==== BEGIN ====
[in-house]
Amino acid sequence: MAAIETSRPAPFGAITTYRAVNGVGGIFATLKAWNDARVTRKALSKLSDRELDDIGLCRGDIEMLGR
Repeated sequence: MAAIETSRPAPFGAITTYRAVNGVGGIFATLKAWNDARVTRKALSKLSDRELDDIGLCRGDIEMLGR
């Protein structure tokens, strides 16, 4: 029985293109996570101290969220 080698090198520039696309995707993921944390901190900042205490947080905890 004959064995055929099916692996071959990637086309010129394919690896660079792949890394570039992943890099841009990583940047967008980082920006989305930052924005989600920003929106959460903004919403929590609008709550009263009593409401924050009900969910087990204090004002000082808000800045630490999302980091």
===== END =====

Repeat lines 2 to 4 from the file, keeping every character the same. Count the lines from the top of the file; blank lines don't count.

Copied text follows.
Amino acid sequence: MAAIETSRPAPFGAITTYRAVNGVGGIFATLKAWNDARVTRKALSKLSDRELDDIGLCRGDIEMLGR
Repeated sequence: MAAIETSRPAPFGAITTYRAVNGVGGIFATLKAWNDARVTRKALSKLSDRELDDIGLCRGDIEMLGR
């Protein structure tokens, strides 16, 4: 029985293109996570101290969220 080698090198520039696309995707993921944390901190900042205490947080905890 004959064995055929099916692996071959990637086309010129394919690896660079792949890394570039992943890099841009990583940047967008980082920006989305930052924005989600920003929106959460903004919403929590609008709550009263009593409401924050009900969910087990204090004002000082808000800045630490999302980091």